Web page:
You can use FEMA’s ready.gov website for information about specific disabilities and how to best prepare for emergency events like earthquakes or fires that may happen around you. It is important to think about your life and your needs to be really prepared.
Personal Disaster Preparedness Videos (with open captions and ASL)
Use Be Ready SLC to help you make an emergency family plan and build an emergency kit, and to learn about emergency events when they are happening.
Make a Plan
After a disaster you may not have access to a hospital or even a drugstore. Think about the overall health and safety needs of you and your family members when you make your family emergency plan. Consider what needs you or your family may have if you have to shelter-in-place or evacuate to a different location. It is important to plan for your daily needs and know what you would do if they become limited or unavailable.
Be sure to:
- Create a support network to help you plan for an emergency. Consider family, neighbors, friends, service providers, and faith-based and community groups.
- Tell someone you trust where you keep your emergency supplies and give them a key to your home.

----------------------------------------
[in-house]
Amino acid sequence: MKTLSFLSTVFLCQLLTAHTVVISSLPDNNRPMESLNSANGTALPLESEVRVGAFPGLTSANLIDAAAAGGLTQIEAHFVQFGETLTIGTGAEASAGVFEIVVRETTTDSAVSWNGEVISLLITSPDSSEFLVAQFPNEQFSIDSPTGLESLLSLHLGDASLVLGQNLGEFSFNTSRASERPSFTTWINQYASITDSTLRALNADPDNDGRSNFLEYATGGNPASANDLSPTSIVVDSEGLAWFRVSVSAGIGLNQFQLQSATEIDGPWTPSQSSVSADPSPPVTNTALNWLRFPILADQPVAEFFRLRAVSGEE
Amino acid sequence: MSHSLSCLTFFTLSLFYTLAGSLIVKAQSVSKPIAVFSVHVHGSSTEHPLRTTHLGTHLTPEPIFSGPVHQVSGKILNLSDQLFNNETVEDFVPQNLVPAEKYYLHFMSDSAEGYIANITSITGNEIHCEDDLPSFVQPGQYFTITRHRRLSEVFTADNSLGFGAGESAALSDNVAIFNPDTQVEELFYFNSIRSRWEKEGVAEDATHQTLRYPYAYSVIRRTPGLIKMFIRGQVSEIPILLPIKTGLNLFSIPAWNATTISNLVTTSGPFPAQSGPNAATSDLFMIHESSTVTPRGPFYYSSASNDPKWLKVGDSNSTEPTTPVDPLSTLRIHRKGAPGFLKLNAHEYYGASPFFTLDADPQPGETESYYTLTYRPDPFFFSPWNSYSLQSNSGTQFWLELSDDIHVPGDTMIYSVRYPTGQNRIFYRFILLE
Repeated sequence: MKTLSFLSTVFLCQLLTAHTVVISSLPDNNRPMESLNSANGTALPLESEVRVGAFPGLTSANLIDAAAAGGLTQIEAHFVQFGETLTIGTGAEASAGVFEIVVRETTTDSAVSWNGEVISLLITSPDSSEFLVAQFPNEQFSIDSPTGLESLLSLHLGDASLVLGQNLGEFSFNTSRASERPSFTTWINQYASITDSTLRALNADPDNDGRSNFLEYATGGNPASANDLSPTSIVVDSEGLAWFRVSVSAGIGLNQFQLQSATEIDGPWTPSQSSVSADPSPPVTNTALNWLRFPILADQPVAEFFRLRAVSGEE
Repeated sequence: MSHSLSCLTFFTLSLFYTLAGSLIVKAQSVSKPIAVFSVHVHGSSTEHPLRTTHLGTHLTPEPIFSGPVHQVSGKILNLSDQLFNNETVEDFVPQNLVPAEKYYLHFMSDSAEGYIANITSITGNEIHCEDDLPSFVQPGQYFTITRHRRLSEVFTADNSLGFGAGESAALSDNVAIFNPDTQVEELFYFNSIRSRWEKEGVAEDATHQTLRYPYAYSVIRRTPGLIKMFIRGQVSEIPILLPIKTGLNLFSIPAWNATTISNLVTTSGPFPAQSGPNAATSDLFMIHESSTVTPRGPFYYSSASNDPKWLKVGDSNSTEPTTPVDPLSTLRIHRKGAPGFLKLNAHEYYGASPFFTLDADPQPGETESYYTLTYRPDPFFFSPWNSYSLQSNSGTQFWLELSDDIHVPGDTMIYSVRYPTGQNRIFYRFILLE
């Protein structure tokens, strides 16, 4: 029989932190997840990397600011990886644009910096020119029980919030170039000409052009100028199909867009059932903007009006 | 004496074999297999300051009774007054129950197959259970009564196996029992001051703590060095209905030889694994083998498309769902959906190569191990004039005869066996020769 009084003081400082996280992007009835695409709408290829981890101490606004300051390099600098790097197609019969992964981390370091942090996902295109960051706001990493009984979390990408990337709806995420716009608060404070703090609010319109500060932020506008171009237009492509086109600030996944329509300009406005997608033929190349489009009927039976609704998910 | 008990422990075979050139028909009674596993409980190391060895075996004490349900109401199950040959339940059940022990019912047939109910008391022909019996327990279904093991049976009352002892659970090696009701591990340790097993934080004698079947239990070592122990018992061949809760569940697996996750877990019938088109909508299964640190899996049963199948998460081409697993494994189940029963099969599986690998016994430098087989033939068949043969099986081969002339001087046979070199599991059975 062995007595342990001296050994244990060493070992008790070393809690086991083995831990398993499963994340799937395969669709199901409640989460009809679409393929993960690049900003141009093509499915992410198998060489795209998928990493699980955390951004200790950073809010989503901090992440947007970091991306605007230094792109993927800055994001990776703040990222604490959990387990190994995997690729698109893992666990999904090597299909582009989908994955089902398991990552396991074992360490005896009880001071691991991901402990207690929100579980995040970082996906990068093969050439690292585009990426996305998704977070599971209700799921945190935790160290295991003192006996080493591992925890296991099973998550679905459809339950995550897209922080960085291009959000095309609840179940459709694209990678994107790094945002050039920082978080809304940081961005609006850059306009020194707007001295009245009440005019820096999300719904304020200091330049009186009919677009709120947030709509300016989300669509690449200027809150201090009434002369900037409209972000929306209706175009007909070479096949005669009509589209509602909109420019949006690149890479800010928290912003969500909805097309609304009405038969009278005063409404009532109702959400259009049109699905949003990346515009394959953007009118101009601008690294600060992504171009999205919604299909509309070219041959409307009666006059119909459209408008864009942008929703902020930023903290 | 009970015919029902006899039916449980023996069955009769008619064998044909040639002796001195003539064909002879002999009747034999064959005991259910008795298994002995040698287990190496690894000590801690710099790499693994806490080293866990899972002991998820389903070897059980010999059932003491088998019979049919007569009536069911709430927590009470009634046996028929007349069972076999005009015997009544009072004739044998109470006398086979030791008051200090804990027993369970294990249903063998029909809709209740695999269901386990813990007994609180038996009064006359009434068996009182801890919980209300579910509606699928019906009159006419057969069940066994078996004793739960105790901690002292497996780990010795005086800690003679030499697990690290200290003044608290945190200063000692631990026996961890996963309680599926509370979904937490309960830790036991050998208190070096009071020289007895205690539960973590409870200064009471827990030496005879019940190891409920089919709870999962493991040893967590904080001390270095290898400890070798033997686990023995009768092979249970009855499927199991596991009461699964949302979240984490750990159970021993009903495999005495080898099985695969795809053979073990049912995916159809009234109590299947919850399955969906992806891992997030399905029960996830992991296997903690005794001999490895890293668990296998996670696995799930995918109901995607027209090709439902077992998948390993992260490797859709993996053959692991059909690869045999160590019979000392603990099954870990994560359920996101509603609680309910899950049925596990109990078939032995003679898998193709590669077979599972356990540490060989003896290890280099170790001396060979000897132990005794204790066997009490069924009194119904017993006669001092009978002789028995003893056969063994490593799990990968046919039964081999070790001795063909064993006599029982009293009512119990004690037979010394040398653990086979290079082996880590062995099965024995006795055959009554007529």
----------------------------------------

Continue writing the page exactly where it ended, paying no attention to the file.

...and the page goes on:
- Sign up for emergency alerts from your community.
- Keep contact information for local independent living centers, as well as support and services organizations, in a safe, accessible place.
- Notify your utility provider if you are dependent on electricity to operate a life sustaining device.
- Provide any necessary organizations or service providers with information about your functional needs and what you may require in an emergency. Keep that information up to date.
- Work with in-home support services such as Meals on Wheels and Life Alert to personalize an emergency preparedness plan so you can keep in touch with them during and after an emergency.
- Identify multiple locations to receive dialysis or other life-sustaining medical treatment. Work with your primary provider to create a plan to obtain and ensure essential services in case of a disaster.
- If you or a family member has a wheelchair, know the size and weight of it and whether it is collapsible in case it has to be transported during an evacuation.
- Show emergency contacts how to use wheelchairs or other assistive devices.
- Develop back-up plans for personal assistance services, hospice care, or other forms of in-home assistance.
Transportation and Evacuation
- Work with local transportation providers and/or disability services (e.g., Paratransit, Independent Living Centers) to plan ahead for accessible transportation.
- Be ready to explain your specific needs, or those of a family member, to first responders and emergency officials so you receive the necessary support to safely evacuate and find shelter.
Build a Kit
In addition to having your basic survival supplies, an emergency kit should have items to meet your individual needs in various emergencies. Depending on your specific needs or the needs of a family member consider adding the following to your emergency kit: